comment:19 Changed 9 years ago by igloo

See also #1605.

comment:20 Changed 8 years ago by igloo

Milestone: 6.12 branch6.14.1
Type of failure: None/Unknown

comment:21 Changed 8 years ago by simonmar

Also fixed allocaArray:

Thu Aug 12 03:55:24 PDT 2010  Simon Marlow <>
  * export allocaBytesAligned; make allocaArray use the correct alignment (#2917)

comment:22 Changed 8 years ago by simonmar

Milestone: 6.14.1_|_
Priority: highnormal

Taking it off the milestone. The only remaining things to do are malloc and mallocBytes: these use C malloc, which satisfies the minimum alignment requirement for any native datatype, so there shouldn't be a problem in most cases.

comment:23 Changed 8 years ago by guest

Cc: danieldiaz@… added

I wasted several hours to find out that my LLVM related Haskell code is also affected by this problem (I found it in mallocArray). I already found out, that LLVM's malloc intrinsic is broken in this way, but I expected Haskell's malloc is correct in this respect. My malloc(C) manpage says: "For calloc() and malloc(), return a pointer to the allocated memory, which is suitably aligned for any kind of variable." But sometimes it returns pointers that are not divisible by 16, only by 8. Thus it seems, that malloc or its manpage is buggy.

My solution is to allocate a memory chunk that is 16+sizeof(ptr) bytes larger. Then I choose a start address within that chunk that is divisible by 16 and leaves space for a pointer to the full allocated chunk, that I store just before that 16-byte-aligned address.

#include <stdlib.h>

void *aligned_malloc(size_t size) {
  const int ptrsize = sizeof(void *);
  void *ptr = malloc(size+16+ptrsize);
  if (ptr) {
    void **alignedptr = (void **)((size_t)(ptr+16+ptrsize) & (-16));
    *(alignedptr-1) = ptr;
    return alignedptr;
  } else {
    return NULL;

void aligned_free(void *alignedptr) {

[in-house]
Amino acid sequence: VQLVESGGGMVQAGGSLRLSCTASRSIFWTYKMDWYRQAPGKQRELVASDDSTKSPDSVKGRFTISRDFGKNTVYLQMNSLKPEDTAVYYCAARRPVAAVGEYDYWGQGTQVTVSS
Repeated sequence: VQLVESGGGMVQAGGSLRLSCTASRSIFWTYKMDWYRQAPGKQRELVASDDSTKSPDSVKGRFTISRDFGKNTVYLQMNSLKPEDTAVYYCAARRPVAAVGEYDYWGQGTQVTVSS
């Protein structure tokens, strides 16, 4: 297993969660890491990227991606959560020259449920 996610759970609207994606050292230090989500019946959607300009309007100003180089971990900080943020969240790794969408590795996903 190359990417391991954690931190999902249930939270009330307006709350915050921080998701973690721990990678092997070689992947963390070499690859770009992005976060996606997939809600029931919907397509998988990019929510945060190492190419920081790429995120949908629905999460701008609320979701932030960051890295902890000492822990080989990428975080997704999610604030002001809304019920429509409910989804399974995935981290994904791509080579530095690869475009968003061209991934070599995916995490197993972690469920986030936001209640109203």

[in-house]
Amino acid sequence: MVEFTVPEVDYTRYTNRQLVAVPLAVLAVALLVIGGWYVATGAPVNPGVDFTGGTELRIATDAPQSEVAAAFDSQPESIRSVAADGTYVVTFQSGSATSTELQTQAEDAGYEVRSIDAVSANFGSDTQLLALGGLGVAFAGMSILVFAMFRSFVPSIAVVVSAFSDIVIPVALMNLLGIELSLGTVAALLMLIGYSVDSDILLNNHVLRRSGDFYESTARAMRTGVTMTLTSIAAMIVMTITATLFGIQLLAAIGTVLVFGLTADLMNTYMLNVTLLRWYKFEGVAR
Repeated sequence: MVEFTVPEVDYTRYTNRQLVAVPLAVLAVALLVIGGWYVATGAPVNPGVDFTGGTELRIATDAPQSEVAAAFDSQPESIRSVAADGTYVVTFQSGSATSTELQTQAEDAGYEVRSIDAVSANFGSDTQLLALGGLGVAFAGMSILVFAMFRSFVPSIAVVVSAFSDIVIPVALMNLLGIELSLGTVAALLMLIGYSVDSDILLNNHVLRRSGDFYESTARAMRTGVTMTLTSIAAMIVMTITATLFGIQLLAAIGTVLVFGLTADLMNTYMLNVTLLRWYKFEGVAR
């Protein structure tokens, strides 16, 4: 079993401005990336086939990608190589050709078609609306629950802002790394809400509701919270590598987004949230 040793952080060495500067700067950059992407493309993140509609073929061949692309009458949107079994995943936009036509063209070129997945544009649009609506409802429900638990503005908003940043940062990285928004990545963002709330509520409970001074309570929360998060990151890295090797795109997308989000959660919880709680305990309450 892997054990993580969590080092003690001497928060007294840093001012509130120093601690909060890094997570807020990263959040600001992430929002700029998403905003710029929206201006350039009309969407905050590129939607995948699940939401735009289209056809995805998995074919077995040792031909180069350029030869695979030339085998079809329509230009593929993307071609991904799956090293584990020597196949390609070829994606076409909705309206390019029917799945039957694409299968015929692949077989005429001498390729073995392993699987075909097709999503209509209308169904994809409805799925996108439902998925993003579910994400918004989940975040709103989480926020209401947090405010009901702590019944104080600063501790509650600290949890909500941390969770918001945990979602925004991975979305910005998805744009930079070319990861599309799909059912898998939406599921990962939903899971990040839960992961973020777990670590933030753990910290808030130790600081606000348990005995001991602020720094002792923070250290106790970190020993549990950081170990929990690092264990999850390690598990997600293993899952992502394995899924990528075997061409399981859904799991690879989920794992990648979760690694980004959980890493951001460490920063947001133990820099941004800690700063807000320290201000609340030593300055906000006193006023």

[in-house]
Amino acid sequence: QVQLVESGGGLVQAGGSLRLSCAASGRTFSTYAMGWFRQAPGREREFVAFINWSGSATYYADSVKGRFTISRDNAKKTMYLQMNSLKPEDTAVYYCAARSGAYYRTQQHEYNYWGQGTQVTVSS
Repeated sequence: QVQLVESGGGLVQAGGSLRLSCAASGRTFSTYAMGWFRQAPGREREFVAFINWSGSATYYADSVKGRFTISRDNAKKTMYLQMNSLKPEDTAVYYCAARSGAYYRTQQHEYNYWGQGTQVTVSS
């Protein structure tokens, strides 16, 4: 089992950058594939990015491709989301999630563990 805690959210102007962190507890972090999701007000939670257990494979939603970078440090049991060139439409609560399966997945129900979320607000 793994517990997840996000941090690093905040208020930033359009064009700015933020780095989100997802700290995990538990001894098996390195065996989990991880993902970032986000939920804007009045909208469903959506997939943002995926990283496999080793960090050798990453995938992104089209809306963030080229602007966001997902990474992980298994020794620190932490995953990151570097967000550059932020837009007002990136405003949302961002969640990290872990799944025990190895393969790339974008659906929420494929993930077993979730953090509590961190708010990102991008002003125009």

void **sptr = (void **) alignedptr;
  void *ptr = *(sptr - 1);

comment:24 in reply to:  22 Changed 8 years ago by Lemming

Cc: ghc@… added

Replying to simonmar:

Taking it off the milestone. The only remaining things to do are malloc and mallocBytes: these use C malloc, which satisfies the minimum alignment requirement for any native datatype, so there shouldn't be a problem in most cases.

On my machine the 'malloc' manpage says, that 'malloc' aligns correctly for any variable, but apparently it does not. Maybe the statement was true before the 16-byte vectors of SSE. We are not the first ones who use SSE, how could the problem be missed by the kernel developers? So I'm uncertain whether the behaviour of 'malloc' is intended or not and thus whether we should fix Haskell libraries or the Linux kernel.

comment:25 Changed 8 years ago by Lemming

For a wrapper around 'malloc' we could waste less memory, if we would require that 'free' has a Storable constraint and requires that its pointer type matches the one of the corresponding 'malloc'. With the size and alignment information, 'malloc' and 'free' could decide whether to pad at all. Even if they pad, they can save memory by putting the pointer to full allocated block after the block of aligned data. E.g. compare the layout, where 'p' is a byte of the pointer to the full allocated block, 'a' is a byte of 16-byte aligned data, and '*' is allocated but unused (=wasted) padding byte.

0           0   1               2              2
0           C   0               0              F

0               1               2  2
0               0               0  3

comment:26 Changed 7 years ago by dterei

Cc: dterei added

comment:27 Changed 3 years ago by simonmar

Resolution: duplicate
Status: newclosed

reported as #9806